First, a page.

9. It is discovered that since children learn more out of school than in school, however – schools are needed by society as baby-sitters. Selected children are therefore allowed out on probation into the work-force for two-week periods as assistants, after which they do projects and catch up on schoolwork from their computers and books. Disruptive children may be frequently selected. A longitudinal study includes a control group. Since the children are learning that life is a tricky business means, the school does not have to bother about legal liabilities or insurance.

10.The case that human beings are not Freudian plumbing systems puts paid to the public faith in ‘outlets’ for aggressive impulses and the value of continual excitation and stimulation.Instead, concepts of ‘fizzling’ emotions and redirecting impulses into sublimation actions. Rather than tensing up with worry beads and desktop gimmicks and throwing plates, send ideas for a new theory of therapy

11. A recent legal case was so complex that the lawyer spoke for five hours. At least two hours of this case must have involved Little Bo Peep. 200 words from the defence lawyers’ lengthy oration in any current or recent business legal case, that brings in Little Bo Peep in a way that can guarantee another two hours talkling.

11. Do a take-off of the New Statesman at the time of Kingsley Martin or now. Hopefully winners will include examples of both.

12. A future archaeologist interprets a modern urban midden

13. Write on the theology of the astrology in modern magazines.

14. Designer babies. Design a human with characteristics that already exist (ie feasible) that might best survive the environmental challenges ahead.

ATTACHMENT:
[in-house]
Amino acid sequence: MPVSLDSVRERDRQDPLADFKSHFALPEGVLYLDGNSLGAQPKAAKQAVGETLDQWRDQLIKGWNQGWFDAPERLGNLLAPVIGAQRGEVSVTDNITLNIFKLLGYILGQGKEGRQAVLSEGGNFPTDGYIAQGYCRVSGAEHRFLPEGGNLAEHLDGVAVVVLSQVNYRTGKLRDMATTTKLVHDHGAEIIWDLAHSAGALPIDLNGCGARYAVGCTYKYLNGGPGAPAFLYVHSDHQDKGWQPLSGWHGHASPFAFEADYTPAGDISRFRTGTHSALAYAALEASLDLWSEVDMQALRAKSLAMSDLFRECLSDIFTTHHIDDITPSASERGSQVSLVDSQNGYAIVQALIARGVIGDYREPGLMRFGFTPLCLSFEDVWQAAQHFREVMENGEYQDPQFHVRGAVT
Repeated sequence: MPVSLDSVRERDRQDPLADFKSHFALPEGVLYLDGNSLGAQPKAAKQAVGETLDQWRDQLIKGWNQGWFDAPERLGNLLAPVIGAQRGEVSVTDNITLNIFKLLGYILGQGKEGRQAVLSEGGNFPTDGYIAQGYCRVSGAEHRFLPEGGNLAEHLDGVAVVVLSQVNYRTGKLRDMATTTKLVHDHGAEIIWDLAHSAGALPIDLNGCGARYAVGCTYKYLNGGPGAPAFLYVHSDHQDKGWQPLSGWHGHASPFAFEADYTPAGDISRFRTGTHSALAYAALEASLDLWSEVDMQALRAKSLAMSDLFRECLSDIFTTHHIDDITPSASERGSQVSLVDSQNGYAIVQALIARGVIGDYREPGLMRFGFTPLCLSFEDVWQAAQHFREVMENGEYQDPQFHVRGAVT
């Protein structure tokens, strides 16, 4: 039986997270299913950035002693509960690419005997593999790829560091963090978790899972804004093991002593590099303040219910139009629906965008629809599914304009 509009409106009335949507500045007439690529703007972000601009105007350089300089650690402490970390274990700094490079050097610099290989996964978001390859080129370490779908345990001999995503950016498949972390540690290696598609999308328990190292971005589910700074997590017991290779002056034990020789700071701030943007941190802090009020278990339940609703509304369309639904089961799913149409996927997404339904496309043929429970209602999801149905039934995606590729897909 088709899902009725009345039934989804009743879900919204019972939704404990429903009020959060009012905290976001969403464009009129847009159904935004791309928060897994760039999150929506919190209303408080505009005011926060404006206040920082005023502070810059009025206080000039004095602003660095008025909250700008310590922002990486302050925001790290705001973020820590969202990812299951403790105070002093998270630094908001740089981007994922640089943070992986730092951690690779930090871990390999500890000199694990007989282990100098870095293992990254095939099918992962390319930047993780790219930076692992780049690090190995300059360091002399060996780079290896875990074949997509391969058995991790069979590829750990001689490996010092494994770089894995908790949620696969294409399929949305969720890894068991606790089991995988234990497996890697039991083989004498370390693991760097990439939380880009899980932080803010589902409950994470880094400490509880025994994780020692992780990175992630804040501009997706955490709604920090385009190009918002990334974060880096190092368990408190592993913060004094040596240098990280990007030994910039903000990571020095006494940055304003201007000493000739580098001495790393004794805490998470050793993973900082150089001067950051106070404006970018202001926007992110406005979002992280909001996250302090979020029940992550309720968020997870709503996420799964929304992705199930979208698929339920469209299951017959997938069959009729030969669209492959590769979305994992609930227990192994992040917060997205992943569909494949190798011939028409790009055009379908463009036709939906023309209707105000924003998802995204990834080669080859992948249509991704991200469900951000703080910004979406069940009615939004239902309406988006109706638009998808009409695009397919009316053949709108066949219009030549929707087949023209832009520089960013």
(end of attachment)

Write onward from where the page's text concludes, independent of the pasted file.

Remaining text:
15. This crowded world. A new children’s game for a playground with 800 children in it.

16. The blurb for a fantasy novel with a quest, in which all the characters have names like Emma and Robert, they seek things like dish-washers, and a royal commission is – well, a Royal Commission.

17. ‘The Borrowers’ is a famous children’s novel by Nora . . . An exerpt from a further sequel in which a family of borrowers (Glitches?) live in a computer – and characteristically have taken over English vocabulary for themselves, as with mouse, ram, scroll, etc, – and how they take their entertainment at the back of the screen instead of in front.

18. ISAGIATT – It seemed a good idea at the time. Future-looking at unexpected consequences from say, translocation, designer babies, universal literacy, memory pills, ageless beauty, honest politicians, thought-reading or other dreams science might make true.

19. An art critic writes about Modern Art as the elaborate colorful graffiti that wayward geniuses spray on walls and fences.

20 An exerpt from the Ancient Mariner on the Last Albatross, Blake on the Last Tiger, Kipling on the Last Elephant, or Charlotte’s Web in a factory farm.

21. From a Just-So story explaining something like Climate Change.

22. A happy ending for any notable tragic play or novel – say, Hamlet.

23 Can you design principles for a reform for English spelling that is more way out than the extremes of those that are commonly proposed?

24 Translate some great passage of literature into modern English vocabulary of say, the hoodie or barmy-army type.

April 27, 2013

New Game for spelling

Filed under: humor, Pleasures, spelling, Uncategorized — Tags: , , , , — valerieyulesletters @ 7:31 am

New Spelling Game – Spell a word as u think it ought to be spelld.

 

Play every spelling game by spelling a wurd as u think it aut to be spelld.

 

Win every spelling bee by spelling a wurd as u think it aut to be spelld.

 

Pronounce every spelling as u think it aut to be pronounced!   Grapes of wrath or wroth?

 

See how much we all agree on changes from present spelling. 

April 11, 2013

Injustice for the disadvantaged

Injustice and huge waste of talent result when the disadvantaged face barriers that need not be. Also consider the personal suffering, the economic cost to society, and the wasted hours in school when children fail to learn through social disadvantage, dyslexic difficulties, or their foreign background.
Most people do not consider the injustice of which I write, and which my experience as a schools and hospital psychologist and teacher has burned me up, when I found how unnecessary it was.